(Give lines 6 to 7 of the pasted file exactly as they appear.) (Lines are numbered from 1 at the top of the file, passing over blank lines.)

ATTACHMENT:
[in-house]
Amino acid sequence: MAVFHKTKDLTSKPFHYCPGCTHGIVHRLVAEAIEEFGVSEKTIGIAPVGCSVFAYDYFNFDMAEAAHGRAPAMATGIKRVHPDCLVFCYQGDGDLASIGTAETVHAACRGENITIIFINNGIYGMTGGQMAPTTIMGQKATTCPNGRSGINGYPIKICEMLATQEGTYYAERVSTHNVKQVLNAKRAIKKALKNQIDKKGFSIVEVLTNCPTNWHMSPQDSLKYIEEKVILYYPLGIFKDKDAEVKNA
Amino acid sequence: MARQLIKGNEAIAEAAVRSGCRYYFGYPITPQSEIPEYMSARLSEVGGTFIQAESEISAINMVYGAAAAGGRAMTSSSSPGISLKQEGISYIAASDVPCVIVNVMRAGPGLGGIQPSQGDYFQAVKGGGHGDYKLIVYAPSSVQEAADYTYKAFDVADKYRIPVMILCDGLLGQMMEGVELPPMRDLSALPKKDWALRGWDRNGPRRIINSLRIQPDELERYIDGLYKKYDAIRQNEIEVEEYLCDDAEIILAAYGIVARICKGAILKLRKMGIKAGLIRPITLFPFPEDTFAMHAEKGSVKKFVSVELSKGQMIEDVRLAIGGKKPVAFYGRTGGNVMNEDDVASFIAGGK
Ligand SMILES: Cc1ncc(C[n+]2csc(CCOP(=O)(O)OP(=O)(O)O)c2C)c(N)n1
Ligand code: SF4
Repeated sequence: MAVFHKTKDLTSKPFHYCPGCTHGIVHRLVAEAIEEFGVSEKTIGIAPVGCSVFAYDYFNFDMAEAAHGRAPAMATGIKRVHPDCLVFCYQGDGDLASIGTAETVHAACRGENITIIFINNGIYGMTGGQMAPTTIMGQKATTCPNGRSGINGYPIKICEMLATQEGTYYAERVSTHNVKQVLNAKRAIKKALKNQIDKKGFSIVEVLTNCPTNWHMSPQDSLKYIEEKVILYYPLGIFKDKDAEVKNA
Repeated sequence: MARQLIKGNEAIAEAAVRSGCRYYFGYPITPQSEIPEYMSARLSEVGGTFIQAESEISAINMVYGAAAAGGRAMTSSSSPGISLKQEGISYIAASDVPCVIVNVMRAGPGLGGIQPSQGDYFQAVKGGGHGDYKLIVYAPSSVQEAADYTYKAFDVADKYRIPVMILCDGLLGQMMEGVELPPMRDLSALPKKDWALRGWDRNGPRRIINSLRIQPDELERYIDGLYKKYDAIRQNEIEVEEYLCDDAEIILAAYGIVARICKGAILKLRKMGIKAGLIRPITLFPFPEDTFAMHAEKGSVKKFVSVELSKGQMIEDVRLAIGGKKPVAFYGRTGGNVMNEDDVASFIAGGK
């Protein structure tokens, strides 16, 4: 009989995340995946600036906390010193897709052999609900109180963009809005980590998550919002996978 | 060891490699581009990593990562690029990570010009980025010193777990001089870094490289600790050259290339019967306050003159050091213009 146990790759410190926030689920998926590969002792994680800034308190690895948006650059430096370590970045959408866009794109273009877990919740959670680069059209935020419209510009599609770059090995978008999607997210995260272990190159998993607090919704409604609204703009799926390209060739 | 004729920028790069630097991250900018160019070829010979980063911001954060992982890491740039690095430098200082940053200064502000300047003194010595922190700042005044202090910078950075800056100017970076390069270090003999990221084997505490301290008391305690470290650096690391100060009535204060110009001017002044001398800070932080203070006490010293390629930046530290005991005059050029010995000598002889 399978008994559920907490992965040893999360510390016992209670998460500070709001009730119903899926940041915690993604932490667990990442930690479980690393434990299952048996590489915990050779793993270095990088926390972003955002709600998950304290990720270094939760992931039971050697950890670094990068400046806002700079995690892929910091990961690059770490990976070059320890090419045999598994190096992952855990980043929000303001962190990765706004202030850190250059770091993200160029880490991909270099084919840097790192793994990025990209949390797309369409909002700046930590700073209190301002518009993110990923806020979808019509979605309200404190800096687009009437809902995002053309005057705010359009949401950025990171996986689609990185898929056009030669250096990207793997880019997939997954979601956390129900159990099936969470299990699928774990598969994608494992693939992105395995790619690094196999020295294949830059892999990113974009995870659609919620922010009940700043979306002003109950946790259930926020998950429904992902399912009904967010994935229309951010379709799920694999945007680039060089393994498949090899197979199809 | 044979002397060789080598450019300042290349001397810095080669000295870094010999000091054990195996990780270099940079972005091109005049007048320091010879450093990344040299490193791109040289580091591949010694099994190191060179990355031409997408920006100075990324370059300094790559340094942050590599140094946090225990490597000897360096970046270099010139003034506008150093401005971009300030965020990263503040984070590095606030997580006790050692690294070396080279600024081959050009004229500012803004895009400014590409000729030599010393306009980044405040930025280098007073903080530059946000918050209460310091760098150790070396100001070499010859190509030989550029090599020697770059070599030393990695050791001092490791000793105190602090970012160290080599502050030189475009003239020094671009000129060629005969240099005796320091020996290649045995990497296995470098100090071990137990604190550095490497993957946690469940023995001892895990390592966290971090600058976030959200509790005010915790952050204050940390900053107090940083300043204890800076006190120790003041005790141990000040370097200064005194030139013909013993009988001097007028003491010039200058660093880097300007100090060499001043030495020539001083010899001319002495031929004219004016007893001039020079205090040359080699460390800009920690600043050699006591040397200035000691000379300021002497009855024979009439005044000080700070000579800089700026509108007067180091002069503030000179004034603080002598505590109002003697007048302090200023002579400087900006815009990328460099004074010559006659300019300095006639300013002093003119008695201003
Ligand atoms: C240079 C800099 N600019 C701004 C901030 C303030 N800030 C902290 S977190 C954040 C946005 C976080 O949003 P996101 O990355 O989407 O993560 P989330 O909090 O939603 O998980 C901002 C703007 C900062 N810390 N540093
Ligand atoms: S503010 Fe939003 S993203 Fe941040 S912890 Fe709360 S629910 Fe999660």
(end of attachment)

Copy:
Repeated sequence: MAVFHKTKDLTSKPFHYCPGCTHGIVHRLVAEAIEEFGVSEKTIGIAPVGCSVFAYDYFNFDMAEAAHGRAPAMATGIKRVHPDCLVFCYQGDGDLASIGTAETVHAACRGENITIIFINNGIYGMTGGQMAPTTIMGQKATTCPNGRSGINGYPIKICEMLATQEGTYYAERVSTHNVKQVLNAKRAIKKALKNQIDKKGFSIVEVLTNCPTNWHMSPQDSLKYIEEKVILYYPLGIFKDKDAEVKNA
Repeated sequence: MARQLIKGNEAIAEAAVRSGCRYYFGYPITPQSEIPEYMSARLSEVGGTFIQAESEISAINMVYGAAAAGGRAMTSSSSPGISLKQEGISYIAASDVPCVIVNVMRAGPGLGGIQPSQGDYFQAVKGGGHGDYKLIVYAPSSVQEAADYTYKAFDVADKYRIPVMILCDGLLGQMMEGVELPPMRDLSALPKKDWALRGWDRNGPRRIINSLRIQPDELERYIDGLYKKYDAIRQNEIEVEEYLCDDAEIILAAYGIVARICKGAILKLRKMGIKAGLIRPITLFPFPEDTFAMHAEKGSVKKFVSVELSKGQMIEDVRLAIGGKKPVAFYGRTGGNVMNEDDVASFIAGGK